* More tax and spend stories, compiled by our ever-popular intern Paul…

* Dem leaders finally talk budget, get nowhere

* Last minute jockeying in statehouse

* Budget meeting finally happens, leaders appear no closer to a deal

* Gambling emerges as key state budget item

* Blagojevich, Madigan, and Jones meet on budget

* Can Illinois bettors balance budget

* Some ready to bet on gambling

* Casino legislation back on the burner

* Looks like bet is off for Rockford casino

* Tribune Editorial: Illinois, Land of Baccarat?

* Editorial: Madigan speaks, cards are on the table

* AARP lobbies with apples for health bill

       

15 Comments
  1. - Fan of the Game - Friday, May 25, 07 @ 9:21 am:

    If Illinois is going to look to gambling, then let’s do it right and allow land-based casinos.

    We could become the Vegas of the Midwest and really expand gaming. We could make some of the more desolate places places in southern Illinois destination spots as Vegas became sprouting out of the desert and as Tunica is becoming along the Mississippi.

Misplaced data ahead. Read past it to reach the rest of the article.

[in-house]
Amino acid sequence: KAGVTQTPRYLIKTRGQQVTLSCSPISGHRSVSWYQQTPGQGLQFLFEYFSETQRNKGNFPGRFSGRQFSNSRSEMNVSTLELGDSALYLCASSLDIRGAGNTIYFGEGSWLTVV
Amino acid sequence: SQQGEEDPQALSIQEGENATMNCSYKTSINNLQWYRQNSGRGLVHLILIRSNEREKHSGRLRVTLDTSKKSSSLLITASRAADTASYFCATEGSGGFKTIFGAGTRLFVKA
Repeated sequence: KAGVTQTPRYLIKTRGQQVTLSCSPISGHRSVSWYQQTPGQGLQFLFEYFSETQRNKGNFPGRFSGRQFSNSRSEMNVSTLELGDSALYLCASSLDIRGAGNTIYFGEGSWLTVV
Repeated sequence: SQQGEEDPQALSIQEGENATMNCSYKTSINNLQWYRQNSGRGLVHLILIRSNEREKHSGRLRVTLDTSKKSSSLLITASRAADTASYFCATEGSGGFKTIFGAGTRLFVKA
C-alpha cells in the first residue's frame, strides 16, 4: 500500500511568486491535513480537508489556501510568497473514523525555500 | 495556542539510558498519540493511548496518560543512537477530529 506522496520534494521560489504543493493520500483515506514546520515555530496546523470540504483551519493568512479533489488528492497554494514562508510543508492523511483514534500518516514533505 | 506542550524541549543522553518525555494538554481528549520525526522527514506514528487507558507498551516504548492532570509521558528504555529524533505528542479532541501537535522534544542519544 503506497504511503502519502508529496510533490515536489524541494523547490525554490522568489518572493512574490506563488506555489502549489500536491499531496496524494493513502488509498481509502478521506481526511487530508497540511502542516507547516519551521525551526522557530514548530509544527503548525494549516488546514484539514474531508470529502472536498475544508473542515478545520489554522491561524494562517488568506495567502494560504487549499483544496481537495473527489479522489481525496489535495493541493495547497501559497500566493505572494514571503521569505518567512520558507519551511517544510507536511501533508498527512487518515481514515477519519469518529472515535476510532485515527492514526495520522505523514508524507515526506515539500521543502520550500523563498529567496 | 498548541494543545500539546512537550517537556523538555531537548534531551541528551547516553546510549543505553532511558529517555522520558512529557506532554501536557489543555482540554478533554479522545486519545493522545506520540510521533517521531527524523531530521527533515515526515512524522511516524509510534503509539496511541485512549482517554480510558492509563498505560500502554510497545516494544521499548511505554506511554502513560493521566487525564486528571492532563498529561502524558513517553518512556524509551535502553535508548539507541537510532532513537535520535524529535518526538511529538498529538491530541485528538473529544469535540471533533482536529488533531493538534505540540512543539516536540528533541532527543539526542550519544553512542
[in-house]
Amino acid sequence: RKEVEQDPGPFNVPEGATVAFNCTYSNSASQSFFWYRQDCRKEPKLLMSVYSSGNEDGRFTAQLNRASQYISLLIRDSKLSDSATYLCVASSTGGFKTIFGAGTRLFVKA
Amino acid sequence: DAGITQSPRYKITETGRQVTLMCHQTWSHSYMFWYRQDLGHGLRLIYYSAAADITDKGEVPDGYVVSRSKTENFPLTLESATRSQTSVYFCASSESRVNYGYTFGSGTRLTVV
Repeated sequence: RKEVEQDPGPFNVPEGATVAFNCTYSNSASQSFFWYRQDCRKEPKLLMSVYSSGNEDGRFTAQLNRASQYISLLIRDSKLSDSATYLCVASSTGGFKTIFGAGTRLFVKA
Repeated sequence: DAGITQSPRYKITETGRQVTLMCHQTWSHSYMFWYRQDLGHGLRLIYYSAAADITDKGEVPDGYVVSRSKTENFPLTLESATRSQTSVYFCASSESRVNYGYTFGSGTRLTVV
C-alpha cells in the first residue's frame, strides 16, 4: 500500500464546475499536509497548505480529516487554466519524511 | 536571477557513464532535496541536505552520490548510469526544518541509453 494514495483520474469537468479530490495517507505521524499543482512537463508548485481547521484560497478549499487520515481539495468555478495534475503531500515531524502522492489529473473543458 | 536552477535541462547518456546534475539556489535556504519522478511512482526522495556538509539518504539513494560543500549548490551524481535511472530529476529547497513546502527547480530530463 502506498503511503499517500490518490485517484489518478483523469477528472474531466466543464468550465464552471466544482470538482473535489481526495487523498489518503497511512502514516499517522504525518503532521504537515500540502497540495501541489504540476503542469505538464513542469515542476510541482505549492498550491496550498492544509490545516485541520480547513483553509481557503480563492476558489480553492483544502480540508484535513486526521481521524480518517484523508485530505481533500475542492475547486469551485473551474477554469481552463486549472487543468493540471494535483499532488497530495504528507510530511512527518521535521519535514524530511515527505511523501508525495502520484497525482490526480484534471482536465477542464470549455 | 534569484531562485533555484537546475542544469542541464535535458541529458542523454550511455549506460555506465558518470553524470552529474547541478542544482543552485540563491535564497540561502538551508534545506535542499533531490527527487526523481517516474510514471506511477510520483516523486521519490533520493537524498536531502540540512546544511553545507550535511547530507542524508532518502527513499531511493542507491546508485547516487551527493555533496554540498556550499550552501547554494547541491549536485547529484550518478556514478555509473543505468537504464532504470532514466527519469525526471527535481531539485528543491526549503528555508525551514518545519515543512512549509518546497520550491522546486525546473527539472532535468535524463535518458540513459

The usual penny-ante arguing about one or two licenses won’t fund what Illinois needs. I’m not saying that gambling is the way to balance the budget, but if that is the course this legislature is headed, do it BIG. Then we can get those tax dollars from tourists who come from other states because our casinos have become a destination.


  2. - leigh - Friday, May 25, 07 @ 9:41 am:

    Is Cross not supporting a Chicago Casino because of fear it will hurt those in his own district?


  3. - Beginning of the End - Friday, May 25, 07 @ 9:50 am:

    They never saw the likes of Blagojevich before.
    This heavy baggage needs to be discarded and soon.


  4. - 105th Blues - Friday, May 25, 07 @ 10:12 am:

    Again we need to start talking about people making spending cuts instead of looking at ways to raise more money via taxes and gambling. Where’s the discussion at the State level about cutting budget expenses?


  5. - High Roller - Friday, May 25, 07 @ 10:36 am:

    We should not try to become the Vegas of the Midwest. That is so wrong, on so many levels.